Pregnant women are usually counseled by their doctors to not smoke or drink alcohol, eat fish in moderation, limit caffeine intake and avoid taking medications unless necessary. Many women also know that they should avoid unpasteurized soft cheeses, uncooked deli meats and watch what chemicals they are exposed to. There are other sometimes surprising things women shouldn’t do while they are pregnant.
Skin Care During Pregnancy
Certain ingredients such as retinoids and salicylic acid in skin care products should be avoided during pregnancy. In her 2006 Babycenter.com article entitled, “Safe Skin Care During Pregnancy”, Angie Drakulich states that retinoids are a type of vitamin A that helps speed up your skin’s cell turnover rate. The faster skin cells renew, the fresher and younger your skin looks.
According to an article on Pregnancy.org, oral retinols such as Accutane can cause miscarriage and birth defects. While these side effects have not been linked to topical skin care, it’s wise to be cautious and avoid these substances.
Salicylic acid, also known as Beta hydroxy acid or BHA, should also be avoided if possible. According to Drakulich, this ingredient is used to treat acne by breaking up oil and dead skin cells deep in pores and can also reduce inflammation and redness.
Taken orally salicylic acid has also been shown to cause birth defects and other complications, so doctors advise women to stay away from putting it on their skin, especially in stronger face and body peels, as a precautionary method.
Vitamins and Other Supplements to Avoid When Pregnant
To ensure that pregnant women get the nutrients they need, most doctors recommend taking a prenatal vitamin. Some vitamins when taken in excess can be harmful to the developing baby.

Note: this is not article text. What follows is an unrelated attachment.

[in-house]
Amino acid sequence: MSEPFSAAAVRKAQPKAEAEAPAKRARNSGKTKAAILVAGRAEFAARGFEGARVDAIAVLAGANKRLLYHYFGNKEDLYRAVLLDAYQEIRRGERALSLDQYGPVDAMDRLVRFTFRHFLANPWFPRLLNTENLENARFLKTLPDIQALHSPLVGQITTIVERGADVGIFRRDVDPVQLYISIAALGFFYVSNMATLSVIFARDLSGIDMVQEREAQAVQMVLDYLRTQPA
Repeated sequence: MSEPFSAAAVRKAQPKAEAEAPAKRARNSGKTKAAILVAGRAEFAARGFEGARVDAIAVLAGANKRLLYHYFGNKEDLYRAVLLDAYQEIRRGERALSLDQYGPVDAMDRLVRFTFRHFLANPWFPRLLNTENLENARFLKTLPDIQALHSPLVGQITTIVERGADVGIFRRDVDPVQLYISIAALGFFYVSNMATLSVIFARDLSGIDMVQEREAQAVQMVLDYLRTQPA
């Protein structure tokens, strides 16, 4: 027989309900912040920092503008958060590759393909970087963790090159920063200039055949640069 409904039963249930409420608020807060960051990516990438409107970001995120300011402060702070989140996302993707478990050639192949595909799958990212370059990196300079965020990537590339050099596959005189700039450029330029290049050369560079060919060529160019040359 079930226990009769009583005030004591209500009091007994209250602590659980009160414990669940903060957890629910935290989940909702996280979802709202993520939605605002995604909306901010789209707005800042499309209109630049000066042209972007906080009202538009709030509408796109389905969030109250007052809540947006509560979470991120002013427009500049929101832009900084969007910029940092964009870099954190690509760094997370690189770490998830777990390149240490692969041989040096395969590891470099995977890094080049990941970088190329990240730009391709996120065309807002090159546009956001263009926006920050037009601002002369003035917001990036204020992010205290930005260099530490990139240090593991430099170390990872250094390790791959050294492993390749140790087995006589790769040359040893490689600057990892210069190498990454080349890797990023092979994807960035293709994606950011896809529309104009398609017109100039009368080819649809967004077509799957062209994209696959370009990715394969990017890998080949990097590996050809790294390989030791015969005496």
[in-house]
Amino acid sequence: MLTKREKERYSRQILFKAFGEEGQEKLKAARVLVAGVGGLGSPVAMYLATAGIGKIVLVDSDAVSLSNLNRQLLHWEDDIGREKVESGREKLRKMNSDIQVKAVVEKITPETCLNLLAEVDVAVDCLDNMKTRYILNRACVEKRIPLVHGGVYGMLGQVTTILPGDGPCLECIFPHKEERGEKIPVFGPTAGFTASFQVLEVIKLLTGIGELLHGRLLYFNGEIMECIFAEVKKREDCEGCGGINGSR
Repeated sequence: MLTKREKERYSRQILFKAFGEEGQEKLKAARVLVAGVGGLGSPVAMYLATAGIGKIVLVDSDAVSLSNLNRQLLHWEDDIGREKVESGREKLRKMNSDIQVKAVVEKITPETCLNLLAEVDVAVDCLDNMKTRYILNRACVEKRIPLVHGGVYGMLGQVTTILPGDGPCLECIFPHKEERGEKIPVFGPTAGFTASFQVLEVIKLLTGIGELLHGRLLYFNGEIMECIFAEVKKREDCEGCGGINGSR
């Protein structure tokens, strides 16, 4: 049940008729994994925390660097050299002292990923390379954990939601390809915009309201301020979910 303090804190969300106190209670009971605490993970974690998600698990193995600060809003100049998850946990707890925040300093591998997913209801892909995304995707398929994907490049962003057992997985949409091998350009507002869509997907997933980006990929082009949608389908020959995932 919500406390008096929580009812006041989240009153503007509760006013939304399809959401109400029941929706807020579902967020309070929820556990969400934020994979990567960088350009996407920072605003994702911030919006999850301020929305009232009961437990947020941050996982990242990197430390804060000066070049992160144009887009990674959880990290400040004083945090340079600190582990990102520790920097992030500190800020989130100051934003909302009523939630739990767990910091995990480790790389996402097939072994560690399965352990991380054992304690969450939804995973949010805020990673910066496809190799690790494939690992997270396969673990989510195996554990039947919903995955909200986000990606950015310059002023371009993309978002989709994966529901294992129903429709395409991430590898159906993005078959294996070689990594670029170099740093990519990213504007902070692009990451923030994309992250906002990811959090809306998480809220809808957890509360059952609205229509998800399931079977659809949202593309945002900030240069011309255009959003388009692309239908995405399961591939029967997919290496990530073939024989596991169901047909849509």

According to an article written by Amy Schweitzer, MS, RD in the Journal of Perinatal Education, higher-than-normal doses of the fat-soluble vitamins, including A, D, E and K, can be toxic. In high doses, vitamin A has been known to cause birth defects. Schweitzer advises women to take only the prenatal vitamin recommended or prescribed by their doctor.
Because herbs are not tested by the Food and Drug Administration, the American Pregnancy Association (APA) recommends not taking herbs without first consulting your doctor. There have been few studies done to test the effects of herbs on the baby or the mother, but herbs may contain substances that could cause miscarriage, uterine contractions, premature birth or other harm to the baby.
Being cautious about what you put into or onto your body is always important, but more so during pregnancy since what you do affects not only you, but your baby as well. Make sure your doctor is aware of any oral or topical medications or supplements you are using so she can give you and your growing baby the best possible care.
Disclaimer: The information contained in this article is for educational purposes only and should not be used for diagnosis or to guide treatment without the opinion of a health professional. Any reader who is concerned about his or her health should contact a doctor for advice.